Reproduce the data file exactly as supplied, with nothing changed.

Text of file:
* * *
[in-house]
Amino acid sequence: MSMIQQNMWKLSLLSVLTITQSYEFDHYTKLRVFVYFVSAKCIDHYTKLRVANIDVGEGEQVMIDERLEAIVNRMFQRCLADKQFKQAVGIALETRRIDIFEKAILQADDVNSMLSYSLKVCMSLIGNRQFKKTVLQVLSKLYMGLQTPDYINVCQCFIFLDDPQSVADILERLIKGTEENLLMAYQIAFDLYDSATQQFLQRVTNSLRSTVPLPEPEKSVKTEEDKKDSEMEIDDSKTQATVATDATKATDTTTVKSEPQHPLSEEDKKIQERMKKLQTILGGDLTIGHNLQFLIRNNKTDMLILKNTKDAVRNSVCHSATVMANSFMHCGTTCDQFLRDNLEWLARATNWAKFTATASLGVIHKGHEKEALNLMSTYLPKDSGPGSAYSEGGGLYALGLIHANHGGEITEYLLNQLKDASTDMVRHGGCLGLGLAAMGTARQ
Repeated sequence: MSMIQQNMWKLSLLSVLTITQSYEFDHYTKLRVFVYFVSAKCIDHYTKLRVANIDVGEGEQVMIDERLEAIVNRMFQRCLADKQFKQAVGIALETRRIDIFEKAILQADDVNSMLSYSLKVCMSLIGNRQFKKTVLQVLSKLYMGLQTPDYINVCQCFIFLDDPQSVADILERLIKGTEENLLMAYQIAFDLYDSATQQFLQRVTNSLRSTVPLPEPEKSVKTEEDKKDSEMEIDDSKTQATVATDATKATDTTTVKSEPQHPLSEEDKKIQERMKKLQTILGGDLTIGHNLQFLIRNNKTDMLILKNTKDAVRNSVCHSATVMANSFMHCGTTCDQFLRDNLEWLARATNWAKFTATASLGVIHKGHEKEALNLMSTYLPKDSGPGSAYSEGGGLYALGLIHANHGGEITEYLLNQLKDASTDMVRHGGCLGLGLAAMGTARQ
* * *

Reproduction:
[in-house]
Amino acid sequence: MSMIQQNMWKLSLLSVLTITQSYEFDHYTKLRVFVYFVSAKCIDHYTKLRVANIDVGEGEQVMIDERLEAIVNRMFQRCLADKQFKQAVGIALETRRIDIFEKAILQADDVNSMLSYSLKVCMSLIGNRQFKKTVLQVLSKLYMGLQTPDYINVCQCFIFLDDPQSVADILERLIKGTEENLLMAYQIAFDLYDSATQQFLQRVTNSLRSTVPLPEPEKSVKTEEDKKDSEMEIDDSKTQATVATDATKATDTTTVKSEPQHPLSEEDKKIQERMKKLQTILGGDLTIGHNLQFLIRNNKTDMLILKNTKDAVRNSVCHSATVMANSFMHCGTTCDQFLRDNLEWLARATNWAKFTATASLGVIHKGHEKEALNLMSTYLPKDSGPGSAYSEGGGLYALGLIHANHGGEITEYLLNQLKDASTDMVRHGGCLGLGLAAMGTARQ
Repeated sequence: MSMIQQNMWKLSLLSVLTITQSYEFDHYTKLRVFVYFVSAKCIDHYTKLRVANIDVGEGEQVMIDERLEAIVNRMFQRCLADKQFKQAVGIALETRRIDIFEKAILQADDVNSMLSYSLKVCMSLIGNRQFKKTVLQVLSKLYMGLQTPDYINVCQCFIFLDDPQSVADILERLIKGTEENLLMAYQIAFDLYDSATQQFLQRVTNSLRSTVPLPEPEKSVKTEEDKKDSEMEIDDSKTQATVATDATKATDTTTVKSEPQHPLSEEDKKIQERMKKLQTILGGDLTIGHNLQFLIRNNKTDMLILKNTKDAVRNSVCHSATVMANSFMHCGTTCDQFLRDNLEWLARATNWAKFTATASLGVIHKGHEKEALNLMSTYLPKDSGPGSAYSEGGGLYALGLIHANHGGEITEYLLNQLKDASTDMVRHGGCLGLGLAAMGTARQ